Fables of Æsop and Other Eminent Mythologists/Fable X

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Fab. X.

A Lion and an Asse

AN Asse was so Hardy once, as to fall a Mopping and Braying at a Lyon. The Lyon began at first to shew his Teeth, and to Stomack the Affront; but upon Second Thoughts; Well! (says he) Jeer on, and be an Asse still. Take notice only by the way, that 'tis the Baseness of your Character that has sav'd your Carcass.

The Moral.

It is below the Dignity of a Great Mind to Entertain Contests with People that have neither Quality nor Courage: Beside the Folly of Contending with a Miserable Wretch, where the very Competition is a Scandal.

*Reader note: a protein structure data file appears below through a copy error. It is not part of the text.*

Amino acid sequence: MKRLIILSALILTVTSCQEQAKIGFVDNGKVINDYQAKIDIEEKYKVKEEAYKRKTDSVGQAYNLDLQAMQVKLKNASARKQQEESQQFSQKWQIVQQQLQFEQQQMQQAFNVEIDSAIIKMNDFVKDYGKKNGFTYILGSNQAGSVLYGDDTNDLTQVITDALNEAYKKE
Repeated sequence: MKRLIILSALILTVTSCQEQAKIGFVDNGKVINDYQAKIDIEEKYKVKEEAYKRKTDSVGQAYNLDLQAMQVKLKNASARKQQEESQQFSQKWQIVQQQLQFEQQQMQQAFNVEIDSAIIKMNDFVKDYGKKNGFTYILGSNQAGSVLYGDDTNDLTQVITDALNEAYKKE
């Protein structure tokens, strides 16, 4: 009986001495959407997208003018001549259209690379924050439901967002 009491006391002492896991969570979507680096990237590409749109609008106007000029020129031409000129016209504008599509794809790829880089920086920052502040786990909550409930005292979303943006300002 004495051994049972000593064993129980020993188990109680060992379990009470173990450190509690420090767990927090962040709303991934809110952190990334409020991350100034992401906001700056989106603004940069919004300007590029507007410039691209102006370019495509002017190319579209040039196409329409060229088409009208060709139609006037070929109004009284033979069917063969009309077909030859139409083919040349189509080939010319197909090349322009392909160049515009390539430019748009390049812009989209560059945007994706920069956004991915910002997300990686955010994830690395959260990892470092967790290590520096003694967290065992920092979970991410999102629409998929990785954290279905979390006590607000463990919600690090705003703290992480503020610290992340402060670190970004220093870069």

REFLEXION.

Scoundrels are apt to be Insolent toward their Superiors; but it does not yet become a man of Honor and Wisdom, to Contest with Mean Rascals; and to Answer Every Fool in his Folly. One Indignity is not to be Reveng'd by Another.

The very Contest sets the Matter and the Man upon the Same Level; and the Lion was in the Right, not to Cast away his Displeasure upon an Asse, where there was only Reputation to be Lost, and None to be Gotten. The very Beasts of the Forrest will Rise up in Judgment against such men. Contempt in such a Case as This, is the only Honorable Revenge.